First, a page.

CAP Theorem

What is CAP Theorem?

When network failure occurs, CAP theorem, also called Brewer’s theorem, describes a trade-off between three components of a distributed datadatabase. These systems can only have two of three desired components: consistency, availability, and partition tolerance.

Coined by Eric Brewer, CAP theorem demonstrates that distributed databases are a key component in performance. More specifically, Brewer realized that the basic unit of structured data—a node—would vary when collected from different locations. This variation is a significant issue within distributed systems. Brewer identified this as a network failure relating to a lack of consistency (C), availability (A), and partition tolerance (P). These are the essential components of the CAP theorem.

Consistency (C) is essential within systems because it is imperative that primary nodes and secondary nodes view the same data. Users, therefore, must identify what consistency means within systems. In basic terms, consistency is when communication within systems is introduced in one way and ends in that same way. If, however, something changes within that communication, the consistency will no longer exist and may result in errors. In order for systems to work effectively, eventual consistency must be constant.

Availability (A) within systems refers to response rate. Essentially, every client receiving a response 100% of the time demonstrates availability. This response should not be negated because of nodes, even when multiple nodes are in use. The idea is that commands are being written and executed. When this does not happen, a system is considered to lack availability. It must be noted Consistency (C) and Availability (A), or CA, can exist concurrently within relational databases as systems are CAPable of having consistency with nodes while remaining available (A) to serve client databases.

Partition Tolerance (P) is the ability of a system to continue to work even when errors may exist. A system working on a single node would result in a total failure if an error happens. A system made up of network partitions can continue to operate despite an error occurring. A network partition optimizes subnets that allows them to operate independently or when a network error occurs. This can only occur, however, if dispensed operating software is Partition Tolerant (P). Put simply, if a communication breakdown happens between two nodes, the system would continue to work despite these two nodes being unable to communicate with each other.

In essence, CAP theorem explains a system can only achieve two out of the three characteristics mentioned, and achieving all three characteristics within one system is not a possibility. In order to truly understand CAP theorem, a discussion of non-relational databases (NoSQL) must be considered. Non-relational databases are collections of nodes that quickly spread across growing networks. NoSQL databases are important as they are defined by the CAP characteristics they encompass: CP databases, AP databases, and CA databases.

Database types in CAP Theorem

CP databases are consistent and partition-tolerant but lack availability. When communication occurs between nodes, the system is able to shut down the node yet keep communication between other nodes within the system consistent if an error happens. As a result of the shut down, availability cannot occur since the error has made a response impossible.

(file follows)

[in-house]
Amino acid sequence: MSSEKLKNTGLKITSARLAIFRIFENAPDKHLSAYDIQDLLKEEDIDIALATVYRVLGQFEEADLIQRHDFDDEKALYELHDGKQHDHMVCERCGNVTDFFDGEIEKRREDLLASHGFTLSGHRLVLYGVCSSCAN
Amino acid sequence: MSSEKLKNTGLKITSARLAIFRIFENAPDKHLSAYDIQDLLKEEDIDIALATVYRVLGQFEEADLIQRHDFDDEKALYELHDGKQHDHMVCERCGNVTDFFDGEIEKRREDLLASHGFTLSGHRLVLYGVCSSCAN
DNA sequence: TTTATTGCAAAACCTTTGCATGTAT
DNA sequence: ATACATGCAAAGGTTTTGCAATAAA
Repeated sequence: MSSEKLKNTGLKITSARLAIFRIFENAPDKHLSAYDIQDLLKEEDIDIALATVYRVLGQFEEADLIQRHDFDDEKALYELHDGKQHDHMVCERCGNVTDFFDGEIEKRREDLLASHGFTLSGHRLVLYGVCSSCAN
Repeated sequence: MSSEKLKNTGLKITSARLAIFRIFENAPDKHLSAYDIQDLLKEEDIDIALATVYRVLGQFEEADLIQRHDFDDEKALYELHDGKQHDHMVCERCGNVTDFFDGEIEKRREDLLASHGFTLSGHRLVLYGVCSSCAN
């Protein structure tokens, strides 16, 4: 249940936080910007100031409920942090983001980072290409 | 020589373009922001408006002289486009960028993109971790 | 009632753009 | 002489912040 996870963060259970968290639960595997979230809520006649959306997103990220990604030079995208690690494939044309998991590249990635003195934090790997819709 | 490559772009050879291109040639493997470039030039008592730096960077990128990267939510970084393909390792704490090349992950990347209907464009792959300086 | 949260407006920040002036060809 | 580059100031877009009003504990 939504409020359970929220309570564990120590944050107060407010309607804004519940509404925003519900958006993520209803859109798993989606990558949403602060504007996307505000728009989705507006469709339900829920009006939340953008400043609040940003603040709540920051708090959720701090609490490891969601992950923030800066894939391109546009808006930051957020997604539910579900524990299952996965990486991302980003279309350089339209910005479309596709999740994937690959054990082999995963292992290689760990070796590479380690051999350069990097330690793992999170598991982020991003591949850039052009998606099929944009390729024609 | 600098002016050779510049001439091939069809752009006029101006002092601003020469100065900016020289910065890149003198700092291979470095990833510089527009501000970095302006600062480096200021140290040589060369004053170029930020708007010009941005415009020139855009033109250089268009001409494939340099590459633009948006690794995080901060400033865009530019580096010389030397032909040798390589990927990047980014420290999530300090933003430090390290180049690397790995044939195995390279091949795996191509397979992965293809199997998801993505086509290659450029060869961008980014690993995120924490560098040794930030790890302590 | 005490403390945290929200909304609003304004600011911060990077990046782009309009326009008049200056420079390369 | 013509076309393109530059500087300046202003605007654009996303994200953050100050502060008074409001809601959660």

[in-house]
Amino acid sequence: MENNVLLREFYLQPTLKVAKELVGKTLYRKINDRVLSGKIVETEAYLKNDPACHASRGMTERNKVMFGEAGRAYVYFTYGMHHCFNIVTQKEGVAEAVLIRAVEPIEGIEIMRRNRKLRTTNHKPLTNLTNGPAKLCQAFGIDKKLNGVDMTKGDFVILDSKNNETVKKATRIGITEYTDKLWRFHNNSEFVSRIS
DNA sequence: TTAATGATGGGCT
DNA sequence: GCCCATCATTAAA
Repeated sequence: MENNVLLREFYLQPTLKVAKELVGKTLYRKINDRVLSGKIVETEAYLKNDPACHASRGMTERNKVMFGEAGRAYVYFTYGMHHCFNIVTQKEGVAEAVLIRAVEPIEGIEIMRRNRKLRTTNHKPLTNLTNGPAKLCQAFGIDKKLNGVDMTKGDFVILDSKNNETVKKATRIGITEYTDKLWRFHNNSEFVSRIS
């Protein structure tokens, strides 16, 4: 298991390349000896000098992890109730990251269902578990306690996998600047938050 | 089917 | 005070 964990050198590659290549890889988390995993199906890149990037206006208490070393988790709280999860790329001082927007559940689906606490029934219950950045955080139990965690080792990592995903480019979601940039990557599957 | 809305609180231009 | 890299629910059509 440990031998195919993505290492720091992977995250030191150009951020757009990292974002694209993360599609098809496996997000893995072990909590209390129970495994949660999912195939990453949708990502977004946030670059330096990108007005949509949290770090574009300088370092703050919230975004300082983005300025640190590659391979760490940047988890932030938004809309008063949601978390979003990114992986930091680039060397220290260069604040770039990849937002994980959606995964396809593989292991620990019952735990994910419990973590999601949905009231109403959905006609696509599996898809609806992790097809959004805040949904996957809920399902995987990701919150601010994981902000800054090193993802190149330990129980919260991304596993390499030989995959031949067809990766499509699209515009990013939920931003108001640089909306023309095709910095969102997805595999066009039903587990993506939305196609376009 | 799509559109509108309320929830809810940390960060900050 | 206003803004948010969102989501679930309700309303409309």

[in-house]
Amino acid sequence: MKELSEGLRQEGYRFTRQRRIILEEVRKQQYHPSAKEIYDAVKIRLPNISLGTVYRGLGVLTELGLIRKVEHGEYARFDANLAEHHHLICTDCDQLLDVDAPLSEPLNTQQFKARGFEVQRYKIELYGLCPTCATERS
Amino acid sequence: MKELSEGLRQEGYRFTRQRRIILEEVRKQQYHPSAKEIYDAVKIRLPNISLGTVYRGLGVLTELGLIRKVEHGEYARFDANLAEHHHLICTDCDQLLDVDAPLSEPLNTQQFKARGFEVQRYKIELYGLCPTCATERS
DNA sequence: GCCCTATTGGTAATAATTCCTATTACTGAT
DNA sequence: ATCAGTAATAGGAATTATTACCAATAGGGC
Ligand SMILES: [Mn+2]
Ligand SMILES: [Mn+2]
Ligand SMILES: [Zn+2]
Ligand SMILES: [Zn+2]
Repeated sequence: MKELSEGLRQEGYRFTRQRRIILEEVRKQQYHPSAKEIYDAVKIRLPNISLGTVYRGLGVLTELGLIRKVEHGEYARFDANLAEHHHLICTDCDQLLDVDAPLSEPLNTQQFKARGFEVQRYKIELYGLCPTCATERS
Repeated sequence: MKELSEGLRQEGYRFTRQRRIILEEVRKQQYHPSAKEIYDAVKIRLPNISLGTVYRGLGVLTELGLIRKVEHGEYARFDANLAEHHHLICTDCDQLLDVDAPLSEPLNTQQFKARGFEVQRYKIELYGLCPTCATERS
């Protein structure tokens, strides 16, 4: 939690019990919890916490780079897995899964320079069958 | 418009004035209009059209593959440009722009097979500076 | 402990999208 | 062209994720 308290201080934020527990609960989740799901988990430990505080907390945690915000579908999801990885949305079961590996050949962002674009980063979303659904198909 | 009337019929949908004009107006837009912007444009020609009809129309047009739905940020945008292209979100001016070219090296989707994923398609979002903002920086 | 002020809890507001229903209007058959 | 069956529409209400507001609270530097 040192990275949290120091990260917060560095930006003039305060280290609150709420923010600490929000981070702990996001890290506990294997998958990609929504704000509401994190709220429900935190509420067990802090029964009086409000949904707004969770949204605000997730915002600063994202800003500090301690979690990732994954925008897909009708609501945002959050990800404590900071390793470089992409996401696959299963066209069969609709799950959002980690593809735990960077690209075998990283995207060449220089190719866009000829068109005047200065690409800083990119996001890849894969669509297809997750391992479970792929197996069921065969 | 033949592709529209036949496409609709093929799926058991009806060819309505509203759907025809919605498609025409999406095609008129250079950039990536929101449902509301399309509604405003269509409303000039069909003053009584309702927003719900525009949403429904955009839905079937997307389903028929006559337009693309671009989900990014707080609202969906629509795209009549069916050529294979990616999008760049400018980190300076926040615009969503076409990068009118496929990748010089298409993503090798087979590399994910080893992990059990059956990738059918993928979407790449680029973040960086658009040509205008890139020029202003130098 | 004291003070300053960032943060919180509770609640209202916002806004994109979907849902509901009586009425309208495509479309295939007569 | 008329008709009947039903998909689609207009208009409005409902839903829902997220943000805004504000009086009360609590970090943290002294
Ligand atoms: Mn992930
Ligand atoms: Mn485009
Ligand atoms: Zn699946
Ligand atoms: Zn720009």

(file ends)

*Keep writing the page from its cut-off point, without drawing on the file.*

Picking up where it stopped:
AP databases are available and partition-tolerant but lack consistency. In this model, all nodes remain available for communication between systems, but there is an impact on consistency. Information may lack reliability, or partition may result in a database returning to an older or previous version. This allows for all systems to be functional and available but does not result in consistency.

CA databases are consistent and available, but lack partition tolerance. Essentially, communication exists between all nodes. As long as partition does not exist between any two nodes within the system, consistency and availability will remain in place. The CA database option, however, is the least desirable as it does not account for the ability to shut down errors. In essence, without partition tolerance in place within the network, the entire system would be inoperable if an error occurs.

It is important to mention that NoSQL databases do not require a specific framework. They are known for being user friendly and having wide availability and scalability.

Final word about the CAP Theorem

CAP theorem is an idea derived from the computer science field. It explains that it is not possible to still provide consistency, availability, and partition tolerance congruently when network failure occurs within distributed communication systems. You must choose between two of the three characteristics in the event of a network failure and understand that partition tolerance — the ability of a network to continue to function despite an error — is a strong factor when deciding between CP or AP databases.


What is the CAP Theorem in NoSQL?

CAP theorem explains that NoSQL databases cannot provide consistency and high availability concurrently. Computer scientist Eric Brewer discovered this theory.

What Does C stand for in the CAP Theorem?

CAP is an acronym. The ‘C’ stands for consistency, the ‘A’ stands for availability, and the ‘P’ stands for partition tolerance.

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